Thursday, November 6, 2008

...out with the old...

A new generation transforms US politics
By James Carville

Published: November 5 2008 19:39

American voters have emphatically slammed the door on eight long years of George W. Bush and Dick Cheney’s divisive politics and disastrous policies. Following a predictable and ho-hum closing stretch of the campaign, Barack Obama was overwhelmingly elected president. The most important and most textured race for the presidency in my lifetime, in most Americans’ lifetimes, deserved a more dramatic finish.

The historical significance of electing our first African-American president cannot be lost on me, as I remember what it was like growing up in the segregated South. To say that I never thought I would see an African-American president in my lifetime is to understate what Mr Obama’s achievement says about America.

Additionally, although there seem to have been no fireworks or fuss marking its demise, with this election the Republican party has lost not only the White House and more than a few seats in Congress but an entire generation of voters. I have written in these pages, as early as August 2007 (see: “How Karl Rove lost a generation of Republicans”), that the Bush-Cheney-Rove triumvirate alienated a vast majority of young voters with its culture wars, ill-planned Iraq war and thorough, relentless bungling of domestic and foreign affairs. What was once a split demographic has become a solid voting bloc for the Democratic party for many years to come. Mr Obama and congressional Democrats made history on Tuesday night in no small measure due to the unprecedented enthusiasm of America’s youth. Mr Obama addressed them in his victory speech: “It [our campaign] drew strength from the young people who rejected the myth of their generation’s apathy; who left their homes and their families for jobs that offered little pay and less sleep.” Quite simply, young voters (18-29 years old) delivered and delivered big.

Exit polling indicates that Mr Obama won two-thirds of those voting under 30 years old against 32 per cent for John McCain. Compare that with a 54-45 margin for John Kerry in 2004 and a 48-46 margin for Al Gore in 2000. Consider this: if young people had voted for Democrats at about the same proportion of the overall electorate (52-46) as they had voted as recently as 2000 for Mr Gore and for many cycles prior, Mr Obama would not have won North Carolina or Indiana. Young voters also provided the margin of victory in key battleground states such as Florida, Virginia and Ohio. The youth vote expanded the map for Mr Obama; it put him over the top in states not won by Democrats in decades.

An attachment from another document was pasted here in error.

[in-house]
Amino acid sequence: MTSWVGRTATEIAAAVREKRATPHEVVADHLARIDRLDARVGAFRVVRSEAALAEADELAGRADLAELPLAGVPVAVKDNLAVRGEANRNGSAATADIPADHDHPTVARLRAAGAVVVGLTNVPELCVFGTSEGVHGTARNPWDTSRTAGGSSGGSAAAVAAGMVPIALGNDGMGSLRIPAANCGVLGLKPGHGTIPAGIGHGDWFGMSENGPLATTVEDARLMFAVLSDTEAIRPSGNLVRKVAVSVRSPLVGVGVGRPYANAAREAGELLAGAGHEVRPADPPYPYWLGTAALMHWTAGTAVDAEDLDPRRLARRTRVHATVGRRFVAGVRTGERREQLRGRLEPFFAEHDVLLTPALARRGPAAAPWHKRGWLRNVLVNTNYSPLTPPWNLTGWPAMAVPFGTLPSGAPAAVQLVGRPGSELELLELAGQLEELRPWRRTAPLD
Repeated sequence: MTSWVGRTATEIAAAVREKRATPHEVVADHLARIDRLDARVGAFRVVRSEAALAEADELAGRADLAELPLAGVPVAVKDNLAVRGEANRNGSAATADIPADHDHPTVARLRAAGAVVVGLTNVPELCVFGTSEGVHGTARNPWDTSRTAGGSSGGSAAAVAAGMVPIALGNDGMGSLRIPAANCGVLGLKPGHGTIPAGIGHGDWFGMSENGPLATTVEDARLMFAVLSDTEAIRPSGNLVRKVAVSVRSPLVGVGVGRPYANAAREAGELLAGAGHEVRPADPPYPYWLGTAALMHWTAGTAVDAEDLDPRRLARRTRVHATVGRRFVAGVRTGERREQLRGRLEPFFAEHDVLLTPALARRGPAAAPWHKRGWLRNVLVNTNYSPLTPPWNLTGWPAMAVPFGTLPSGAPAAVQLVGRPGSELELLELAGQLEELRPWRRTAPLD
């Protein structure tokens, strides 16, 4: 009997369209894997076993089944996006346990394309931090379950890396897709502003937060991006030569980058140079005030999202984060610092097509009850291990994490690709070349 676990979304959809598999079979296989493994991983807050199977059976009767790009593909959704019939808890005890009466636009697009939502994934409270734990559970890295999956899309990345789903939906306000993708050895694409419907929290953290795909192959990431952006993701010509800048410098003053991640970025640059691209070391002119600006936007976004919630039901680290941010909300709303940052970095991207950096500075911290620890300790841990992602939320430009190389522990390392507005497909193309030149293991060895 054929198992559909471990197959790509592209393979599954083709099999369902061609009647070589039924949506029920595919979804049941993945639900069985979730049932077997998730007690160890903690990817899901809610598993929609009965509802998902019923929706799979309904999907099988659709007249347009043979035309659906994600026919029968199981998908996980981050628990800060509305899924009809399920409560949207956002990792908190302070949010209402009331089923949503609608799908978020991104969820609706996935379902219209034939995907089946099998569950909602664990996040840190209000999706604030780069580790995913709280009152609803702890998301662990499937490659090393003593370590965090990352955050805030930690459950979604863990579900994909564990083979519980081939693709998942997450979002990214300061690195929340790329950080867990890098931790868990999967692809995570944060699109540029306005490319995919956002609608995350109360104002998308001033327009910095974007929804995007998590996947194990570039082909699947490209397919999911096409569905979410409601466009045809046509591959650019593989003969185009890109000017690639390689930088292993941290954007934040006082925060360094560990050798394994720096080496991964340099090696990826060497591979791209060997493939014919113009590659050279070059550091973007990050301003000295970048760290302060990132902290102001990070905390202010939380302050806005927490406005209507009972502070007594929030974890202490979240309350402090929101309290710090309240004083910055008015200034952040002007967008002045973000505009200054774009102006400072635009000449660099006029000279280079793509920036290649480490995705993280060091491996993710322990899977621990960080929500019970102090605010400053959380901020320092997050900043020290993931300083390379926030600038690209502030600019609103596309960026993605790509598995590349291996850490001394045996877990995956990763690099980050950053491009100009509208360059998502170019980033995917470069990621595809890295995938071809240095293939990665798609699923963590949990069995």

Additionally, exit polling indicates young voters increased their share of the electorate to 18 per cent, which is no small feat. These numbers will be studied for years to come. But already it is clear that the importance of the margin by which Mr Obama and Democrats up and down the ballot won 18-29 year olds must not be understated.

By large margins, young people believe that Mr Obama can and will change the direction of the country. Their view that government should take an active role in society separates them from older voters. Young people want to see government try to solve problems, like environment and healthcare, and are willing to pay a little more in taxes to make it happen. Their view is indicative of a larger problem for the Republican party.

In presidential politics, party dominance is cyclical. Look at 1896-1932, then 1932-1968, then 1968-2008. Republican dominance over the past 40 years (the exceptions being one term for Jimmy Carter and two for Bill Clinton) grew out of a reaction to the 1960s. It was rooted in the power of the white male vote. But that voting bloc is shrinking while emerging Democratic constituencies are projected to grow in size and voting strength. To put it simply, every shrinking demographic is Republican and every growing one is Democratic.

One party has to lose a presidential election every four years. Congressional seats change hands every election cycle. Elections come and go and usually they are without deep or abiding consequence for either party. That is politics. But occasionally there is the election, like this one, that makes a resounding, lasting impact on the US political landscape. The Republican party, now an at all-time low in popularity, has lost a generation of voters. In 2008, a new Democratic majority has emerged with young voters at the helm. It is a majority that will continue for 40 more years.

The author is an international political consultant and CNN political contributor. He was chief strategist for Bill Clinton’s 1992 campaign, and is working on a book, ‘40 More Years: Electing a Democratic Majority for the Next Generation’

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